Fraction Progress

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My third grade students have been exploring fractions.  For the past month, students have been delving deeper and constructing a better understanding of fractions. Last week, students cut out fraction area circles and matched them to find equivalent fraction pairs.

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For the most part, students were able to match the fractions to observe equivalency.  Afterwards, students discussed how to find equivalent fractions through different means.  Some students made the connection between doubling the numerator and denominator, while others noticed that they could divide to find an equivalent fraction.

Early this week, students started to place fractions on number lines.  They used the whiteboard and a Nearpod activity to become more accurate when identifying and labeling fractions on a  line.

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It was interesting to see how students showcased their understanding as the number line increased from 0-1 to 0-2, and beyond.  Giving an option for students to decide which number to use seemed to encourage them to take a risk with showing their understanding.

On Wednesday, students started a fraction task related to computation.  Students were asked to color each fraction bar, cut them out and organize the fraction pieces to complete given number sentences.  Students had to rearrange the fraction pieces and found that there were leftover pieces, which makes this a more challenging task.  You can find more information about this activity here.

This task took around a day to complete.  Students struggled at first and they used a lot of trial-and-error.  Students compared the fractions bars and switch the pieces around quite a bit before taping down the sum.  A few students needed a second attempt to complete this.

On Friday, students used polygon blocks to show their understanding of fractions.  Using polygon blocks, students were asked to take one block and label that as 1/4, 1/2, 1/8, or 1/12.  They then combined at least three different blocks to find a sum of 3 1/2.

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Students used whiteboards and geometry blocks to combine the fraction pieces.  I observed students using different strategies to combine and then take away blocks to find the sum of 3 1/2.

Next week, students will investigate the relationship between fractions and decimals.

 

 

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Equivalent Fractions Tweak

Equivalent Fractions


A few days ago I started gathering resources to supplement a math unit on fractions.  The classroom was studying equivalent fractions and I thought there might be a variety of resources available on a few of the blogs that I regularly visit.  I generally follow the #mathchat hashtag  and find/share ideas that relate to mathematics.  While reading a few math blogs on fractions, I came across John Golden’s site that has some amazing ideas that can be used in math classroom.  His triangle pattern template sparked my interest.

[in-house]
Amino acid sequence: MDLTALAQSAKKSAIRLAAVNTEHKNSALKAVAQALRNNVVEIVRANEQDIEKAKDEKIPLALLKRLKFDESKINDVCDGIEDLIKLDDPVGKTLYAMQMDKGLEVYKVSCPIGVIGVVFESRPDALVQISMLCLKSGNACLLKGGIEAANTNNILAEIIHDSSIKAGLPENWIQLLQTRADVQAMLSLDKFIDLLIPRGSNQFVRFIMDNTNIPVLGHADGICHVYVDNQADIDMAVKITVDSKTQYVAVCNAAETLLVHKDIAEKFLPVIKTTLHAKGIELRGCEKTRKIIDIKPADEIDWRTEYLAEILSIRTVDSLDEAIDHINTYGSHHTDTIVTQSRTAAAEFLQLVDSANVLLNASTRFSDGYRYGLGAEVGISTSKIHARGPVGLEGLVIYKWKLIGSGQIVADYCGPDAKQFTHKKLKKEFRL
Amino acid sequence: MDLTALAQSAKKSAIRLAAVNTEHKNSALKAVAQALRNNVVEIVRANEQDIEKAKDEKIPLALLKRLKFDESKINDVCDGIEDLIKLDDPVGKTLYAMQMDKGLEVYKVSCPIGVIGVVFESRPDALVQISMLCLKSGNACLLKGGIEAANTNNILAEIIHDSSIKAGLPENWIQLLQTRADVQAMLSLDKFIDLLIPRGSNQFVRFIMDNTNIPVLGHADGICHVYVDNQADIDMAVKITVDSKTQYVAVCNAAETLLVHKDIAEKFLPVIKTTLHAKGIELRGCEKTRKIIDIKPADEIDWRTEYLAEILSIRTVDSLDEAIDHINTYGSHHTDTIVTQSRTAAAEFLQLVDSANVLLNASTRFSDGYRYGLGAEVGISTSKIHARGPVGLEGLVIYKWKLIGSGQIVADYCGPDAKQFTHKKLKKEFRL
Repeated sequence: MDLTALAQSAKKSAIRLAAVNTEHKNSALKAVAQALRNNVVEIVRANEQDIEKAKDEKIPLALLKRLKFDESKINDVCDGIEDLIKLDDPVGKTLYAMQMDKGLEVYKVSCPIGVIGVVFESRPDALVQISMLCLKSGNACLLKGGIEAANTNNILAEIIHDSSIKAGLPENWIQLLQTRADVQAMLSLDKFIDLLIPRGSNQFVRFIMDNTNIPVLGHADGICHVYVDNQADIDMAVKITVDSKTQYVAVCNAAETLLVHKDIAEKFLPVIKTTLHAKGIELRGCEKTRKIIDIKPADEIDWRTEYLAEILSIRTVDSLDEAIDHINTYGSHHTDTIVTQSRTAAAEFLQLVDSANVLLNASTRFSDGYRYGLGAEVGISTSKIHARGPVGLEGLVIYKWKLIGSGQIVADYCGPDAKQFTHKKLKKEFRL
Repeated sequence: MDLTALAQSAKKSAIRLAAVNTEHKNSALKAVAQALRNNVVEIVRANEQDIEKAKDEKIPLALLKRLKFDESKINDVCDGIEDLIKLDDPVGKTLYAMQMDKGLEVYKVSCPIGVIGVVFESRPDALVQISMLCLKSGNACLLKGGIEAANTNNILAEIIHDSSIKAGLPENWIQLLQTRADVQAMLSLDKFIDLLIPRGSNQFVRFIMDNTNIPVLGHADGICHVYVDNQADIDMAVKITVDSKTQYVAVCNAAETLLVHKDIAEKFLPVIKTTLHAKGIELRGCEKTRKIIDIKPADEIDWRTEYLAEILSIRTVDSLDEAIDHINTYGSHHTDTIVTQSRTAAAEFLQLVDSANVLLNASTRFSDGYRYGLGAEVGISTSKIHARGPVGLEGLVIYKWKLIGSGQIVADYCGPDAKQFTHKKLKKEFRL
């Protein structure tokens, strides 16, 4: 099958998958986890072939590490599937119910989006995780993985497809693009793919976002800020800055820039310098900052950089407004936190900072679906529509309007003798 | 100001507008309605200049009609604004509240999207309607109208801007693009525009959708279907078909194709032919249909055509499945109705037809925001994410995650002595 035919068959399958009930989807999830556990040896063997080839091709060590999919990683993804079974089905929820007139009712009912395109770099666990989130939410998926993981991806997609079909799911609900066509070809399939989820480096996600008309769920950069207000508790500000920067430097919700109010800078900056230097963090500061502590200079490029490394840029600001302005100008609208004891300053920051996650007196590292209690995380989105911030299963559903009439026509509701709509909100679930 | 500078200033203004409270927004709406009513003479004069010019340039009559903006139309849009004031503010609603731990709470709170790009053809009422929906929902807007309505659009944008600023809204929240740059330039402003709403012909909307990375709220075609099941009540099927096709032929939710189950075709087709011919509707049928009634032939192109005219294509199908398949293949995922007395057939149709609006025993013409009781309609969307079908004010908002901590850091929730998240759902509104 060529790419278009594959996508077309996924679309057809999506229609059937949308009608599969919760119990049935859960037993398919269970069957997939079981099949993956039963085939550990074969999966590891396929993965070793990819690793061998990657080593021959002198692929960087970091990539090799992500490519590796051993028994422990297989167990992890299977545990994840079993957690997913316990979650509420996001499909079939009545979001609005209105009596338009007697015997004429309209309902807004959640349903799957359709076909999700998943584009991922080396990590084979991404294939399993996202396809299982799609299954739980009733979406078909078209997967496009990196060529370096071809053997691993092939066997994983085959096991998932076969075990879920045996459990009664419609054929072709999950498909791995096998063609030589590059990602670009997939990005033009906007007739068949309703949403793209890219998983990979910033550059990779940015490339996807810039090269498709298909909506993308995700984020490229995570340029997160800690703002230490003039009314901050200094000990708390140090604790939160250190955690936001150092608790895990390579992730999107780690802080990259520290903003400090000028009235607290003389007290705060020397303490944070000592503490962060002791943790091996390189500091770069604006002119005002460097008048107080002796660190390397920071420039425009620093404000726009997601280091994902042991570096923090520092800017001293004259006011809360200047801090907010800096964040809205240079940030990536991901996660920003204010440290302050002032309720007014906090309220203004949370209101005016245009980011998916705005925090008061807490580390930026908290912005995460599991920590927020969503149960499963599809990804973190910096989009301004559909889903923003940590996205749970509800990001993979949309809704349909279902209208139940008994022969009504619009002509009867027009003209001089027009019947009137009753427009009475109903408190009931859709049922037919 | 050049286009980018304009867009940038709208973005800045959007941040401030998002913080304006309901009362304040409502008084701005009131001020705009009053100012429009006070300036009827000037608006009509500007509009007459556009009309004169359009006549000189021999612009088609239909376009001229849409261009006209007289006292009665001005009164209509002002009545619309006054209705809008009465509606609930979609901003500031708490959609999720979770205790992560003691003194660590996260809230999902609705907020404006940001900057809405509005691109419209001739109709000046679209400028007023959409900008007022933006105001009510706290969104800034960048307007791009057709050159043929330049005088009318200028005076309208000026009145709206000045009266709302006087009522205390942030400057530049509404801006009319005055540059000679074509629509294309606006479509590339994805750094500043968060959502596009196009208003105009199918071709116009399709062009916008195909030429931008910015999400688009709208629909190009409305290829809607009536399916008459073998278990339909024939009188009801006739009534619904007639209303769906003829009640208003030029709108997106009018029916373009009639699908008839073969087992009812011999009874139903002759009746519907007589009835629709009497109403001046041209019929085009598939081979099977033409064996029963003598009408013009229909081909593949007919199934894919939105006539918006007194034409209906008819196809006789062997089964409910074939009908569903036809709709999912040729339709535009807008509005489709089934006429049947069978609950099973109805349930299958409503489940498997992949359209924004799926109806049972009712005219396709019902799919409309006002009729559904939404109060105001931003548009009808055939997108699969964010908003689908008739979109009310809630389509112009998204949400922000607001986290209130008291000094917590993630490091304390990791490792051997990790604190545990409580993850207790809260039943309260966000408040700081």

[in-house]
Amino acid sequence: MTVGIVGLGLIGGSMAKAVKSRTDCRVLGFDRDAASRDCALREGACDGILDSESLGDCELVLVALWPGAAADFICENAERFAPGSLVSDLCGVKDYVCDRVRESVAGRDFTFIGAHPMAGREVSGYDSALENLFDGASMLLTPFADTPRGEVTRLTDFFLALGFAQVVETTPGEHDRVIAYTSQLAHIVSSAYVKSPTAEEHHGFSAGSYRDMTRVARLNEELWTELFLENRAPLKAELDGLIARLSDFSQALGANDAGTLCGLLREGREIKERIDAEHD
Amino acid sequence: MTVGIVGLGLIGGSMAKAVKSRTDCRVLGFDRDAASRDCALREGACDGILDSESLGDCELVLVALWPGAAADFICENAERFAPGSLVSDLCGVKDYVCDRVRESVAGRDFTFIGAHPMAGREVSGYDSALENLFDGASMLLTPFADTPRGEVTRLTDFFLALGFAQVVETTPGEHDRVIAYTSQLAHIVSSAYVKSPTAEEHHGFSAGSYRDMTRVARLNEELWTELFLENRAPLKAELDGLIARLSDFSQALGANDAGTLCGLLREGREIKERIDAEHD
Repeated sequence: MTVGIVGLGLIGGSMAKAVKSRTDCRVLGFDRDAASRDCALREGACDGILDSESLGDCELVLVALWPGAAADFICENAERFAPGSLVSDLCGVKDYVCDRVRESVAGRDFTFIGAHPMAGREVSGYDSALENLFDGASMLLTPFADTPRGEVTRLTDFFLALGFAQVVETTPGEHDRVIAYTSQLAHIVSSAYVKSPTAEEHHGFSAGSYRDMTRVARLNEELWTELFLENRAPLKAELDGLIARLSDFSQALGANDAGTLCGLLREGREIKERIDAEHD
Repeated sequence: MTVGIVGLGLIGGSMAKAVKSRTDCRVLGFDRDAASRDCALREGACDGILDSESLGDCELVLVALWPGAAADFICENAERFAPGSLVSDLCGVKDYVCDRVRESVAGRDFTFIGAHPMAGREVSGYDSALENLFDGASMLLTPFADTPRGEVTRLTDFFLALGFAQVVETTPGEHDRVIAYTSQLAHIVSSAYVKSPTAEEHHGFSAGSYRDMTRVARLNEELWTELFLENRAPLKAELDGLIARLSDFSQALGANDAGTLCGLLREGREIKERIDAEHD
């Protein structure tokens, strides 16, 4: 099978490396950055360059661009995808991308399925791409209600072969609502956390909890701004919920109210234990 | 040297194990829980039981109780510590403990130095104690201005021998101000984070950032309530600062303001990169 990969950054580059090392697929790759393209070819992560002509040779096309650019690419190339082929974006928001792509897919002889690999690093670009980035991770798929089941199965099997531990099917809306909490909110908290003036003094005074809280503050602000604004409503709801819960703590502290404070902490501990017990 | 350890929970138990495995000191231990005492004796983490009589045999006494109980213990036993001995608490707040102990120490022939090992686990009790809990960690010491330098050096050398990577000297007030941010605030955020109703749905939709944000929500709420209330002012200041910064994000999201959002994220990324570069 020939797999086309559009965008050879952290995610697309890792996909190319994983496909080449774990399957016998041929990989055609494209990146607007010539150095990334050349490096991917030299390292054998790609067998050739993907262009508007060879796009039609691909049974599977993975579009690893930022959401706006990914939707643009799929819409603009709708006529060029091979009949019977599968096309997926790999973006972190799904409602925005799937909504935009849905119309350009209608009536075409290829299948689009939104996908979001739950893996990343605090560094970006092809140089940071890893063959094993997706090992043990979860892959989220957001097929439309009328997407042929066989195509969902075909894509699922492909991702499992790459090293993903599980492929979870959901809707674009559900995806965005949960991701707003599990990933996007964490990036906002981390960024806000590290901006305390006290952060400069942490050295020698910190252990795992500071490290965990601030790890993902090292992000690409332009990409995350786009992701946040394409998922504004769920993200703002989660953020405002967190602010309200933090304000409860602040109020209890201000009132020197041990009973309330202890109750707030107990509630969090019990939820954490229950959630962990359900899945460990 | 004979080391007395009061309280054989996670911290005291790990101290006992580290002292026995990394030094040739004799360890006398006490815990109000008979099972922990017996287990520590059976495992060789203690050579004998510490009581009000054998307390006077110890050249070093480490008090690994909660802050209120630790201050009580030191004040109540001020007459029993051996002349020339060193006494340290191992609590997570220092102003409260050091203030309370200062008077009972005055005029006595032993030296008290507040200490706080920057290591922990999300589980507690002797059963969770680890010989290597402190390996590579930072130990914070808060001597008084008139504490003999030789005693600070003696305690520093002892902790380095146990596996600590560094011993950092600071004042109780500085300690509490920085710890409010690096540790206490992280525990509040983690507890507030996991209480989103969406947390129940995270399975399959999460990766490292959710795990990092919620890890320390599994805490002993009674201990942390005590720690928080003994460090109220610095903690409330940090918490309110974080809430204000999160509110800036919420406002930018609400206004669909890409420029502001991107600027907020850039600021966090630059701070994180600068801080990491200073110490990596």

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John provided a template that’s available on his site.  I printed out the template and began filling out each triangle with fractions.  I ended up with a sheet that looked like this.
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So what happened?

First a lot of brainstorming and error checking.  Then I decided to have students cut out the triangles and compile equivalent fractions.  This is what happened …

Students in fourth grade cut out each triangle and combined them to make equivalent fraction squares.  Students worked in collaborative pairs during the project.  I observed students using math vocabulary and having constructive conversations with each other to finish the assignment.

Before giving the assignment to a fifth grade class I decided to eliminate two triangles on the sheet above.  It was the job of the student to find what triangles were missing and create equivalent fractions to complete the squares.  The students were engaged in this activity from start to finish.  Some students even wrote the equivalent decimal next to each square.

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Overall this project took approximately 45 minutes to complete and it was worth every minute.  Students used the terms fraction, improper fraction, mixed number, numerator, denominator, multiplication, division, and pattern throughout the project.

Just as I did, feel free to tweak this project to best meet the needs of your students.